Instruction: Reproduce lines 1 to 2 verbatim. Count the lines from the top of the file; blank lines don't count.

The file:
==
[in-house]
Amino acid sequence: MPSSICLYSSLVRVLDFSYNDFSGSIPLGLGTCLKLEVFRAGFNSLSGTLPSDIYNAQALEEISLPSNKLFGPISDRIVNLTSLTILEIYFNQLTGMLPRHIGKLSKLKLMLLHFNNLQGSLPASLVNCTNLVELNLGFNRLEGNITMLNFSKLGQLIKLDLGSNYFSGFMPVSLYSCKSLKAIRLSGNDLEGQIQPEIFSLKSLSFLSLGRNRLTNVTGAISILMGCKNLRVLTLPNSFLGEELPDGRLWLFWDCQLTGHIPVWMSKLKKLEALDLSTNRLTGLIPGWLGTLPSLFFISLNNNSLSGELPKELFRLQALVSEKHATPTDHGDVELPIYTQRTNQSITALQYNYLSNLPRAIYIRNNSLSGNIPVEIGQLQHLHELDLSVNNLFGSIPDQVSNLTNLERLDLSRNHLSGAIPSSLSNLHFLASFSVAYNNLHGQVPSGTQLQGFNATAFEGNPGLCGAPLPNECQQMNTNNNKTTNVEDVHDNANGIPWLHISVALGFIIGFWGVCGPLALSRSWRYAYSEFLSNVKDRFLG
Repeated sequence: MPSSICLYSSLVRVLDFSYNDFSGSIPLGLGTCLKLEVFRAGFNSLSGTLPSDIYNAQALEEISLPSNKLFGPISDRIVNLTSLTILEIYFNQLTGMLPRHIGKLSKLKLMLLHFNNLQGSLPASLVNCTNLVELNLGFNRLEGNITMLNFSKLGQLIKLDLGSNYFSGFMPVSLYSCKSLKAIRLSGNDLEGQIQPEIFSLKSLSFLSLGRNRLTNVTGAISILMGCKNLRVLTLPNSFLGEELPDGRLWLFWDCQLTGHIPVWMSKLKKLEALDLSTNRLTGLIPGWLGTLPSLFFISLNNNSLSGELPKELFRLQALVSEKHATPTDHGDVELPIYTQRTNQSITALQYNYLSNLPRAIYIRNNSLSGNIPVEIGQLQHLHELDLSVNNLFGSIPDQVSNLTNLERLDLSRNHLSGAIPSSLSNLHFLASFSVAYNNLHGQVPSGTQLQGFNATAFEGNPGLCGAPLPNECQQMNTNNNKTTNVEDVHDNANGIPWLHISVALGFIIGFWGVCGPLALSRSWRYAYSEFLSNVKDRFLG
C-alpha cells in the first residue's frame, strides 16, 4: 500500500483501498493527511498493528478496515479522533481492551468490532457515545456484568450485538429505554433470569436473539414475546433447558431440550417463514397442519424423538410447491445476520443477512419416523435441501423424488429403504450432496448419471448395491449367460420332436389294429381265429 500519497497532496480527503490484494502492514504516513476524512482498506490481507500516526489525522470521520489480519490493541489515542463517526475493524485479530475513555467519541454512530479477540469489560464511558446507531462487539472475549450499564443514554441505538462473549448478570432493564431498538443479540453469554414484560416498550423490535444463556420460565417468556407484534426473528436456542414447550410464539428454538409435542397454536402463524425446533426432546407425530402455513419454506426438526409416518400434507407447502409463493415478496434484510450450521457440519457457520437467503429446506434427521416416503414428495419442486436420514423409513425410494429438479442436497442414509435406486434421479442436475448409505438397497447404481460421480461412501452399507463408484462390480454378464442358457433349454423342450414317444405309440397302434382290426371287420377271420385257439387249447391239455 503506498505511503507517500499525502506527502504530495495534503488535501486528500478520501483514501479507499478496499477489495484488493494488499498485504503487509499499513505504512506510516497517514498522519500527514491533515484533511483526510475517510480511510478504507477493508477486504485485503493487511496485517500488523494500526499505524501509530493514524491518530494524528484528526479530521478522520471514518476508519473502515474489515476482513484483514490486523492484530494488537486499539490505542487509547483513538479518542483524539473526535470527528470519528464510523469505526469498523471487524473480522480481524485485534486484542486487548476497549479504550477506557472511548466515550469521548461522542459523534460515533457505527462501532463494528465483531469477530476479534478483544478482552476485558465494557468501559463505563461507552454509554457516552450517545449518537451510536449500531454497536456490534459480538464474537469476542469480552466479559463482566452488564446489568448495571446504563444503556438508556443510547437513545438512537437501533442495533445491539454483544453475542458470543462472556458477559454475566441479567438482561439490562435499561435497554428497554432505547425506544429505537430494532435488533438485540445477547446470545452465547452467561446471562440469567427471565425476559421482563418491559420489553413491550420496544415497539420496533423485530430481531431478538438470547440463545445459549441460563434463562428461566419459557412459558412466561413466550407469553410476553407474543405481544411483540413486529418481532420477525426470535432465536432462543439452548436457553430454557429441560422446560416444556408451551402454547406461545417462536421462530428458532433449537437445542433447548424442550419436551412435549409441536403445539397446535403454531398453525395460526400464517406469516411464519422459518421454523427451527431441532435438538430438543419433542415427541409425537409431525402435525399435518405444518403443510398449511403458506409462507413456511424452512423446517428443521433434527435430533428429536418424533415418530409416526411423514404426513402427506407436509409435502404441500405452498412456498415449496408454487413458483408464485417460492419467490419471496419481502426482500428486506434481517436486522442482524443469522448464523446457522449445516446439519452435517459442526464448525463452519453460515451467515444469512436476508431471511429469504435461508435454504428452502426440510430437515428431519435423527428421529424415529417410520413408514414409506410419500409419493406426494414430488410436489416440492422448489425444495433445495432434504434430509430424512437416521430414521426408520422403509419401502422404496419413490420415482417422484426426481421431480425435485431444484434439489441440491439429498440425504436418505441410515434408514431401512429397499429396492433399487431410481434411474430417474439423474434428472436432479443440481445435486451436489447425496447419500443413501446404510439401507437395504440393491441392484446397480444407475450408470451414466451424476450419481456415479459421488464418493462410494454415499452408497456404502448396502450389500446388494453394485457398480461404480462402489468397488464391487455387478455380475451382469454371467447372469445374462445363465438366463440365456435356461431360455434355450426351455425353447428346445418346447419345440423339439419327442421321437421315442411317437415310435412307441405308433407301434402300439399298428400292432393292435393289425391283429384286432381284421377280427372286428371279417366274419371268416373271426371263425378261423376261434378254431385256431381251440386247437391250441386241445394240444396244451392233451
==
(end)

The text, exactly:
[in-house]
Amino acid sequence: MPSSICLYSSLVRVLDFSYNDFSGSIPLGLGTCLKLEVFRAGFNSLSGTLPSDIYNAQALEEISLPSNKLFGPISDRIVNLTSLTILEIYFNQLTGMLPRHIGKLSKLKLMLLHFNNLQGSLPASLVNCTNLVELNLGFNRLEGNITMLNFSKLGQLIKLDLGSNYFSGFMPVSLYSCKSLKAIRLSGNDLEGQIQPEIFSLKSLSFLSLGRNRLTNVTGAISILMGCKNLRVLTLPNSFLGEELPDGRLWLFWDCQLTGHIPVWMSKLKKLEALDLSTNRLTGLIPGWLGTLPSLFFISLNNNSLSGELPKELFRLQALVSEKHATPTDHGDVELPIYTQRTNQSITALQYNYLSNLPRAIYIRNNSLSGNIPVEIGQLQHLHELDLSVNNLFGSIPDQVSNLTNLERLDLSRNHLSGAIPSSLSNLHFLASFSVAYNNLHGQVPSGTQLQGFNATAFEGNPGLCGAPLPNECQQMNTNNNKTTNVEDVHDNANGIPWLHISVALGFIIGFWGVCGPLALSRSWRYAYSEFLSNVKDRFLG